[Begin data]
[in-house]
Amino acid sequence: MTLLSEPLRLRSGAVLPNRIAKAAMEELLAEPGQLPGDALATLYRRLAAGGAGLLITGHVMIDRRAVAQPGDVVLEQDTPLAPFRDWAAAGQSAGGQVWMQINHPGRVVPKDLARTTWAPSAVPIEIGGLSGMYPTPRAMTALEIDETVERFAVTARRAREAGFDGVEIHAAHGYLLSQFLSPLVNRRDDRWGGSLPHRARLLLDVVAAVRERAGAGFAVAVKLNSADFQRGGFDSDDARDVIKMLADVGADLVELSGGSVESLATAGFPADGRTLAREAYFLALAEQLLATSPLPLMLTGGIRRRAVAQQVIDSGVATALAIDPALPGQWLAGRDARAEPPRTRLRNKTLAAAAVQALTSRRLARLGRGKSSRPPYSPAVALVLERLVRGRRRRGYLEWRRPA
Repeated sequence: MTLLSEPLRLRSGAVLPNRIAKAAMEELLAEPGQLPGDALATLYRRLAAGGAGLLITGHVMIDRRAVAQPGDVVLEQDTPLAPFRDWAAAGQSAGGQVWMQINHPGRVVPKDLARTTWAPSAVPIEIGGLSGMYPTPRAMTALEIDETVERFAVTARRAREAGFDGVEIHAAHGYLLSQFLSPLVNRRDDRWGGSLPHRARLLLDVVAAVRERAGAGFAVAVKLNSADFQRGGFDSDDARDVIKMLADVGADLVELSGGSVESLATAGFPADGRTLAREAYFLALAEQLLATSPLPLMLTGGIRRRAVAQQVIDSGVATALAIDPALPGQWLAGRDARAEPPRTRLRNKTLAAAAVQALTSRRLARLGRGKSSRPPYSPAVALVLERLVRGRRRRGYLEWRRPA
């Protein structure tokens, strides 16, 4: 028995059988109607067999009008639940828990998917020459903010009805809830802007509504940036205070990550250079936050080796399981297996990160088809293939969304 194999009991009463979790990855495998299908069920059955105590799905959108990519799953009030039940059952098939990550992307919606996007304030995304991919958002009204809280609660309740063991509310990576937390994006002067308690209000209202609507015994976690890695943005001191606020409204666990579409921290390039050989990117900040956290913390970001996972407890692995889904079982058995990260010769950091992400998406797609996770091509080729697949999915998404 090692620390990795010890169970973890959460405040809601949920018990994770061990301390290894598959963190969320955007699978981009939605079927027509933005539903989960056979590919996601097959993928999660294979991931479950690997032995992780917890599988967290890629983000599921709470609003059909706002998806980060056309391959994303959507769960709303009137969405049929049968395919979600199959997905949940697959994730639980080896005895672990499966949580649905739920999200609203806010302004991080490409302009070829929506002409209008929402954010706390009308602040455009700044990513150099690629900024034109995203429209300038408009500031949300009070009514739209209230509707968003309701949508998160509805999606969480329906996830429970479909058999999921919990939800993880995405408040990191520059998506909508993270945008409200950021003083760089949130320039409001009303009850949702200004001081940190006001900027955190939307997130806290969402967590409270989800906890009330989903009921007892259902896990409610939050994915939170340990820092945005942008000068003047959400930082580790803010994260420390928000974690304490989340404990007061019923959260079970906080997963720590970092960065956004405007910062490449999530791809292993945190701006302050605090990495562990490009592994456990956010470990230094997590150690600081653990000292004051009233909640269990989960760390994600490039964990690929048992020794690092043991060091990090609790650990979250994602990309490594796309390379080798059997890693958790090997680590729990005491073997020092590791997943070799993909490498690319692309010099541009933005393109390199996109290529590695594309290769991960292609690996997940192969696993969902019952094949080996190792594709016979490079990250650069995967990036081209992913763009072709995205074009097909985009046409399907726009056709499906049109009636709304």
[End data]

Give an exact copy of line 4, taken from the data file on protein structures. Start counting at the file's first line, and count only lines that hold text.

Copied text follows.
């Protein structure tokens, strides 16, 4: 028995059988109607067999009008639940828990998917020459903010009805809830802007509504940036205070990550250079936050080796399981297996990160088809293939969304 194999009991009463979790990855495998299908069920059955105590799905959108990519799953009030039940059952098939990550992307919606996007304030995304991919958002009204809280609660309740063991509310990576937390994006002067308690209000209202609507015994976690890695943005001191606020409204666990579409921290390039050989990117900040956290913390970001996972407890692995889904079982058995990260010769950091992400998406797609996770091509080729697949999915998404 090692620390990795010890169970973890959460405040809601949920018990994770061990301390290894598959963190969320955007699978981009939605079927027509933005539903989960056979590919996601097959993928999660294979991931479950690997032995992780917890599988967290890629983000599921709470609003059909706002998806980060056309391959994303959507769960709303009137969405049929049968395919979600199959997905949940697959994730639980080896005895672990499966949580649905739920999200609203806010302004991080490409302009070829929506002409209008929402954010706390009308602040455009700044990513150099690629900024034109995203429209300038408009500031949300009070009514739209209230509707968003309701949508998160509805999606969480329906996830429970479909058999999921919990939800993880995405408040990191520059998506909508993270945008409200950021003083760089949130320039409001009303009850949702200004001081940190006001900027955190939307997130806290969402967590409270989800906890009330989903009921007892259902896990409610939050994915939170340990820092945005942008000068003047959400930082580790803010994260420390928000974690304490989340404990007061019923959260079970906080997963720590970092960065956004405007910062490449999530791809292993945190701006302050605090990495562990490009592994456990956010470990230094997590150690600081653990000292004051009233909640269990989960760390994600490039964990690929048992020794690092043991060091990090609790650990979250994602990309490594796309390379080798059997890693958790090997680590729990005491073997020092590791997943070799993909490498690319692309010099541009933005393109390199996109290529590695594309290769991960292609690996997940192969696993969902019952094949080996190792594709016979490079990250650069995967990036081209992913763009072709995205074009097909985009046409399907726009056709499906049109009636709304």